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Bill McKibben: EAARTH: Making a Life on a Tough New Planet

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Uploaded on May 11, 2010

Twenty years ago, with The End of Nature, Bill McKibben offered one of the earliest warnings about global warming. Those warnings went mostly unheeded; now, he insists, we need to acknowledge that we've waited too long, and that massive change is not only unavoidable but already under way. Our old familiar globe is suddenly melting, drying, acidifying, flooding, and burning in ways that no human has ever seen. We've created, in very short order, a new planet, still recognizable but fundamentally different. We may as well call it Eaarth.

The hope for our planet depends, McKibben argues, on scaling back—on building the kind of societies and economies that can hunker down, concentrate on essentials, and create the type of community (in the neighborhood, but also on the Internet) that will allow us to weather trouble on an unprecedented scale. Change—fundamental change—is our best hope on a planet suddenly and violently out of balance.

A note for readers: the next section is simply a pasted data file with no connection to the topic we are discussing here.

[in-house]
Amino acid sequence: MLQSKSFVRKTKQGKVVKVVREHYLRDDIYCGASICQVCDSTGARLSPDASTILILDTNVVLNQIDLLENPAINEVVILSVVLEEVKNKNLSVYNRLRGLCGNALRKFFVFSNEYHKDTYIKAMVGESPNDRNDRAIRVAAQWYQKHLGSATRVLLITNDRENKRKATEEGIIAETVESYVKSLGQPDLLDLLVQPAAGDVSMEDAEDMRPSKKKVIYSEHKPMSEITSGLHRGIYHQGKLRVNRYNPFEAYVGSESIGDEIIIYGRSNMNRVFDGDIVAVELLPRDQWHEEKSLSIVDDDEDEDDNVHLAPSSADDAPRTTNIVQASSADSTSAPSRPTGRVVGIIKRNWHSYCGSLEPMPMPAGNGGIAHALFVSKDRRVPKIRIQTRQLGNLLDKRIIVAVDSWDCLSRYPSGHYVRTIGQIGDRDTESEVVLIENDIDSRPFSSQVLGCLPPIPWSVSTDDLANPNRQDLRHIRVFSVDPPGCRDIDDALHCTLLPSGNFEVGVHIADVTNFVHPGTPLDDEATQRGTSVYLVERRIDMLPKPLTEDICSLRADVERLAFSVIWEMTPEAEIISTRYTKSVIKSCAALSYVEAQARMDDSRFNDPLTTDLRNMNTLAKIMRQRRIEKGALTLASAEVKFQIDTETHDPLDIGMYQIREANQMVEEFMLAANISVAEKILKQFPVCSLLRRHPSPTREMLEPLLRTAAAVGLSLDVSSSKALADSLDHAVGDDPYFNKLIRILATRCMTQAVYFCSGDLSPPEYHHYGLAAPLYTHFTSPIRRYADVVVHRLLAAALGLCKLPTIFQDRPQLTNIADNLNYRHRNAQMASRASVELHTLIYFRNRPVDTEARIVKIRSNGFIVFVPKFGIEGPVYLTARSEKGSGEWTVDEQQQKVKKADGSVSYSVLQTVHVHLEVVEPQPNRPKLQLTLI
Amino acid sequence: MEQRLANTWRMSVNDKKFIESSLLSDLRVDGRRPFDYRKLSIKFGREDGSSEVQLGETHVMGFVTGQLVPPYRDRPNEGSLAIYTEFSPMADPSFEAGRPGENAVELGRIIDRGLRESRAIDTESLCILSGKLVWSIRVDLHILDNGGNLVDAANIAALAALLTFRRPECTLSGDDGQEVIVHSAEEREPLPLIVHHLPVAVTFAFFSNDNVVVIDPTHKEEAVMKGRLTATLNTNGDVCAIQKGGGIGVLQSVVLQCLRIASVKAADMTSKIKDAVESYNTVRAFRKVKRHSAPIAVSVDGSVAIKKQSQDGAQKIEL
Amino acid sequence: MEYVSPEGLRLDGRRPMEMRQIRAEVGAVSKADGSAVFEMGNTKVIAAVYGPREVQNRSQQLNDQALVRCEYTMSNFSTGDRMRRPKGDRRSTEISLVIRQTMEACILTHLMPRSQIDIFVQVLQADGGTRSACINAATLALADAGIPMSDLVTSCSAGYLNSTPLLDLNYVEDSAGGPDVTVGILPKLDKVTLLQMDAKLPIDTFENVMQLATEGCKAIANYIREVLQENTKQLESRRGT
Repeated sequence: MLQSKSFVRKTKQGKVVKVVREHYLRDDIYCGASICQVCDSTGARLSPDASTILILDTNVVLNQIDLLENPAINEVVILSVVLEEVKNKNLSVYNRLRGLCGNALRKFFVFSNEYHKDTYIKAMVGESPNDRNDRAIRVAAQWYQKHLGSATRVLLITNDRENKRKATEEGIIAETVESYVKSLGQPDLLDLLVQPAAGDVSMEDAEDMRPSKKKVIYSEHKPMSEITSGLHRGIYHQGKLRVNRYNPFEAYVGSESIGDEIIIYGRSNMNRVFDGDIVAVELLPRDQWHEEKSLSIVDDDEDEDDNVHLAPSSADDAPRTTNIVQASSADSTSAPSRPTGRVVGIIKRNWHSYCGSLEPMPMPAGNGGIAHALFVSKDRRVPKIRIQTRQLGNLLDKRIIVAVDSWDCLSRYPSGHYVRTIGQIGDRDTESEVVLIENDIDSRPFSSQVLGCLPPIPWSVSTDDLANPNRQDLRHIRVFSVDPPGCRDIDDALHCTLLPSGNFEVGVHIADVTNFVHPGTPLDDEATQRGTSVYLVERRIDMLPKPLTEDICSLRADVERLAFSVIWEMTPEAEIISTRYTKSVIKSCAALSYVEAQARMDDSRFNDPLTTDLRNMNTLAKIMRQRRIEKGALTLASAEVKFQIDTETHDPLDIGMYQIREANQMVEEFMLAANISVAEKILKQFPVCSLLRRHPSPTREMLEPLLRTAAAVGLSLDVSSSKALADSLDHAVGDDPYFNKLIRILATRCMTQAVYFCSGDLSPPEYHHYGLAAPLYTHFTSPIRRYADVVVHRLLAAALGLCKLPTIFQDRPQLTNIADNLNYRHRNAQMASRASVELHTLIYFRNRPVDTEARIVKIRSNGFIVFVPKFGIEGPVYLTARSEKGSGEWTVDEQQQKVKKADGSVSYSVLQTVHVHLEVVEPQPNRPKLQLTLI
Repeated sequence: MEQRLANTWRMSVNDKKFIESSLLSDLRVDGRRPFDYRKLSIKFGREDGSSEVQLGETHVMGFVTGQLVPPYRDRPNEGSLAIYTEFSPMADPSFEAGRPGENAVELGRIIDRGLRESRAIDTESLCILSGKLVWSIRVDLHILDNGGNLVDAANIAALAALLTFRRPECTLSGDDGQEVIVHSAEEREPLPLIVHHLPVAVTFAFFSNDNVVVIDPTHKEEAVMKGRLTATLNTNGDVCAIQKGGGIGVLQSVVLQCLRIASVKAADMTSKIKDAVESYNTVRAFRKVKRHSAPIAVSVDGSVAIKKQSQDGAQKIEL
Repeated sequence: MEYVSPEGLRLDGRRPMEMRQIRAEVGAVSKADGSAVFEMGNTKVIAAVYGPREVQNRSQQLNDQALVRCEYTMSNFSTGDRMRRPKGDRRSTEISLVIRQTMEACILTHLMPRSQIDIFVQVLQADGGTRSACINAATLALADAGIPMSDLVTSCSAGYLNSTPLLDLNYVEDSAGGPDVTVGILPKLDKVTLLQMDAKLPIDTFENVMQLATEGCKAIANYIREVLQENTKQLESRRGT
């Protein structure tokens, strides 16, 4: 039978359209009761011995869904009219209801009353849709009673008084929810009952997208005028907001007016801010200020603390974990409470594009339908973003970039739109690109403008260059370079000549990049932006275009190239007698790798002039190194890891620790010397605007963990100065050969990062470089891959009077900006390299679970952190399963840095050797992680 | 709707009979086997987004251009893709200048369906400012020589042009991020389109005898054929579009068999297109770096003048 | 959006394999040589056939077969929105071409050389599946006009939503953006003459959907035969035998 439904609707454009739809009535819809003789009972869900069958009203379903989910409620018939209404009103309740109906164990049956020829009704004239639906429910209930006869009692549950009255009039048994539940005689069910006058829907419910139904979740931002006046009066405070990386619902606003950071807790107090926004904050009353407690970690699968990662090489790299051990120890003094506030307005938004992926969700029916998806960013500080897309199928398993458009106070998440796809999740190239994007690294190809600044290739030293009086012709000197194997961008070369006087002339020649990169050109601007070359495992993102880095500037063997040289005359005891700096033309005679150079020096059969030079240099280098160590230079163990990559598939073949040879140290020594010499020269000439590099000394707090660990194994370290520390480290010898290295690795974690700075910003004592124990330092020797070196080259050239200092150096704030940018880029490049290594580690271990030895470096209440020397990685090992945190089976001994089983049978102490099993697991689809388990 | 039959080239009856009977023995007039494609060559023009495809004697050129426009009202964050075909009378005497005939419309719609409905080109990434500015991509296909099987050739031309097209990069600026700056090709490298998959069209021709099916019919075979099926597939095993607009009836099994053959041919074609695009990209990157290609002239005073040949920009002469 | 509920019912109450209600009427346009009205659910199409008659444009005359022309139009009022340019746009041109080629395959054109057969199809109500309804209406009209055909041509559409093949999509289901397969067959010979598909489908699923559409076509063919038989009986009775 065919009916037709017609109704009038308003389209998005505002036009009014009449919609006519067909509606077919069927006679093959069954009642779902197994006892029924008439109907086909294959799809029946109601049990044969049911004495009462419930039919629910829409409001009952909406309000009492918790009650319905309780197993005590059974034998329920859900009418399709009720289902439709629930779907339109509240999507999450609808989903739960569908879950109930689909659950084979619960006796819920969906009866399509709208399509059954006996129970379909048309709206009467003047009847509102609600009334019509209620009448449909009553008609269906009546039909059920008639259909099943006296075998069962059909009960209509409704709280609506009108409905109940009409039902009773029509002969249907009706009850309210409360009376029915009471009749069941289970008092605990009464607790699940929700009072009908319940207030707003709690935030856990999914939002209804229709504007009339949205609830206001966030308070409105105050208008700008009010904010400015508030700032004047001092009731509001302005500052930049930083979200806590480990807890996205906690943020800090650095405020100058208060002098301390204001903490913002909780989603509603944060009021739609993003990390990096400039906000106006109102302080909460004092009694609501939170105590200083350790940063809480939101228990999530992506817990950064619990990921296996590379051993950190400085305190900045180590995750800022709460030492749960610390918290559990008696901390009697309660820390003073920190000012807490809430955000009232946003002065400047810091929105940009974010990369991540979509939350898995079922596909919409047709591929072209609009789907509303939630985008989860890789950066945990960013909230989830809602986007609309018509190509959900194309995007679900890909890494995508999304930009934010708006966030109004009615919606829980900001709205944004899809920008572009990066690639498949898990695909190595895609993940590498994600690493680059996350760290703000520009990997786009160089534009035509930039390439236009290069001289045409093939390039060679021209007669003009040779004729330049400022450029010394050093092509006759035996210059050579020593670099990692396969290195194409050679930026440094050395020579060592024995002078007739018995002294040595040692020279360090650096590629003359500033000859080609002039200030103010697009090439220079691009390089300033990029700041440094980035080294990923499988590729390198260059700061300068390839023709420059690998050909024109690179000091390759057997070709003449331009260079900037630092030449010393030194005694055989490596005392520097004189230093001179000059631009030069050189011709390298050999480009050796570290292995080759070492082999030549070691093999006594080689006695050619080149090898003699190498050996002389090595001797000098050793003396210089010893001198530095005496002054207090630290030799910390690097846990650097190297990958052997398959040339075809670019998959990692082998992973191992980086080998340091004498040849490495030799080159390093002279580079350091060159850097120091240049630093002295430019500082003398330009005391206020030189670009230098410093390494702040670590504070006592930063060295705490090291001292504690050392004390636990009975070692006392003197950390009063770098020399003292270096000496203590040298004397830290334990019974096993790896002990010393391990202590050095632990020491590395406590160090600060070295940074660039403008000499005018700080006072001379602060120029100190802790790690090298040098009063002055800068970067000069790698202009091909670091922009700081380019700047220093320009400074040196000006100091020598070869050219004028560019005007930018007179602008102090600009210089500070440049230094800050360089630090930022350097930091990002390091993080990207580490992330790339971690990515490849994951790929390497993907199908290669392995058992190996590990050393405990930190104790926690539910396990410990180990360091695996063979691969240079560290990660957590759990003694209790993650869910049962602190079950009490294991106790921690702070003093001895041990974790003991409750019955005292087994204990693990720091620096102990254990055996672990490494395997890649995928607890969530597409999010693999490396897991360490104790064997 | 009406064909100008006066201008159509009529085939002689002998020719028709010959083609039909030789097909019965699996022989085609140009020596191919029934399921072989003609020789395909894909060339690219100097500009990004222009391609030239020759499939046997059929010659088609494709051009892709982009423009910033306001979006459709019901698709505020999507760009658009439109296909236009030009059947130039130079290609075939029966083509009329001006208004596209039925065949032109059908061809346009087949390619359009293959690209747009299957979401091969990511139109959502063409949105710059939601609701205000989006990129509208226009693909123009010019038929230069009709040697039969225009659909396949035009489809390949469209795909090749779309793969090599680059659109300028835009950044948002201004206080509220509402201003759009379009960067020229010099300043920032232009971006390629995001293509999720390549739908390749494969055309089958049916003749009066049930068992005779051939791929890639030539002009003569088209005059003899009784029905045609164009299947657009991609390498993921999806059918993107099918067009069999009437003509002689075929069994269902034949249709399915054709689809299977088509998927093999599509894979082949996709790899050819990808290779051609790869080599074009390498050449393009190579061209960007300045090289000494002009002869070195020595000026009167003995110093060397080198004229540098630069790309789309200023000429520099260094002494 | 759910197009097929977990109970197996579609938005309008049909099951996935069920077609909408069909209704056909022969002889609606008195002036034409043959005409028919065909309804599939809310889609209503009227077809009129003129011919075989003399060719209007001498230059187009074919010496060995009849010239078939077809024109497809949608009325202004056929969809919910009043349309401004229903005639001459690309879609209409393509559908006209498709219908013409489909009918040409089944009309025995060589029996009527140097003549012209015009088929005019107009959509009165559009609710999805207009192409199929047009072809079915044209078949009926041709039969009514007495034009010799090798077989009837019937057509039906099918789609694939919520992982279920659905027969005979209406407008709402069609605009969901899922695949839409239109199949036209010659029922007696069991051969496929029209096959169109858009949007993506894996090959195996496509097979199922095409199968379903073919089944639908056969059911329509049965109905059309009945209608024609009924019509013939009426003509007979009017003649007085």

Bill McKibben is the author of The End of Nature, Enough: Staying Human in an Engineered Age, and Deep Economy. A former staff writer for the New Yorker, he writes regularly for Harpers, the Atlantic, and the New York Review of Books, among other publications.

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